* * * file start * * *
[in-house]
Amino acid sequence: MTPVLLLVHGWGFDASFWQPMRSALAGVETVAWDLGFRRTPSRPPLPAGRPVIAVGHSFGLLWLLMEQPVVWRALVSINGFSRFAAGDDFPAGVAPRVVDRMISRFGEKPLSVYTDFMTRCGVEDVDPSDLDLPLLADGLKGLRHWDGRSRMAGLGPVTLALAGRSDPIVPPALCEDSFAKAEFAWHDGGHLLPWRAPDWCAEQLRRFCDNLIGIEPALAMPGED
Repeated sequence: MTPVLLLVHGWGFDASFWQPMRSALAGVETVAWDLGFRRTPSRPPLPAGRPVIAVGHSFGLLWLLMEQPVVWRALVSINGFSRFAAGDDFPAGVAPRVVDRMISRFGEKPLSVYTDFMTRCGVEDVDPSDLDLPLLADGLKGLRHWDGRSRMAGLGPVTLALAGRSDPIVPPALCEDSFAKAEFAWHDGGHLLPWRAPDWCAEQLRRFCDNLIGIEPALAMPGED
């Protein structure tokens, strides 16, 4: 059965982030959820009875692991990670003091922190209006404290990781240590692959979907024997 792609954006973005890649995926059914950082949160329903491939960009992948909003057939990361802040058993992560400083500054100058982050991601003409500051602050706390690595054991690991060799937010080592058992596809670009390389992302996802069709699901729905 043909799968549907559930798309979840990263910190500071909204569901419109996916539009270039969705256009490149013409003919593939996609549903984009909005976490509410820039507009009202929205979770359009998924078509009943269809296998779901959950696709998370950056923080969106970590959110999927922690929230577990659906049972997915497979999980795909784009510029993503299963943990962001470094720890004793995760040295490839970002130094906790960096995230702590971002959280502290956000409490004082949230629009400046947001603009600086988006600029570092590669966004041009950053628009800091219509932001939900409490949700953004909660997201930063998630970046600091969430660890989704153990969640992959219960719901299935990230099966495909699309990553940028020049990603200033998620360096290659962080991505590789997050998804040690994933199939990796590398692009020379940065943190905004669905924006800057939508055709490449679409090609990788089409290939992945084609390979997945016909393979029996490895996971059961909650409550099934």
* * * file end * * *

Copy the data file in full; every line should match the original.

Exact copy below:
[in-house]
Amino acid sequence: MTPVLLLVHGWGFDASFWQPMRSALAGVETVAWDLGFRRTPSRPPLPAGRPVIAVGHSFGLLWLLMEQPVVWRALVSINGFSRFAAGDDFPAGVAPRVVDRMISRFGEKPLSVYTDFMTRCGVEDVDPSDLDLPLLADGLKGLRHWDGRSRMAGLGPVTLALAGRSDPIVPPALCEDSFAKAEFAWHDGGHLLPWRAPDWCAEQLRRFCDNLIGIEPALAMPGED
Repeated sequence: MTPVLLLVHGWGFDASFWQPMRSALAGVETVAWDLGFRRTPSRPPLPAGRPVIAVGHSFGLLWLLMEQPVVWRALVSINGFSRFAAGDDFPAGVAPRVVDRMISRFGEKPLSVYTDFMTRCGVEDVDPSDLDLPLLADGLKGLRHWDGRSRMAGLGPVTLALAGRSDPIVPPALCEDSFAKAEFAWHDGGHLLPWRAPDWCAEQLRRFCDNLIGIEPALAMPGED
């Protein structure tokens, strides 16, 4: 059965982030959820009875692991990670003091922190209006404290990781240590692959979907024997 792609954006973005890649995926059914950082949160329903491939960009992948909003057939990361802040058993992560400083500054100058982050991601003409500051602050706390690595054991690991060799937010080592058992596809670009390389992302996802069709699901729905 043909799968549907559930798309979840990263910190500071909204569901419109996916539009270039969705256009490149013409003919593939996609549903984009909005976490509410820039507009009202929205979770359009998924078509009943269809296998779901959950696709998370950056923080969106970590959110999927922690929230577990659906049972997915497979999980795909784009510029993503299963943990962001470094720890004793995760040295490839970002130094906790960096995230702590971002959280502290956000409490004082949230629009400046947001603009600086988006600029570092590669966004041009950053628009800091219509932001939900409490949700953004909660997201930063998630970046600091969430660890989704153990969640992959219960719901299935990230099966495909699309990553940028020049990603200033998620360096290659962080991505590789997050998804040690994933199939990796590398692009020379940065943190905004669905924006800057939508055709490449679409090609990788089409290939992945084609390979997945016909393979029996490895996971059961909650409550099934």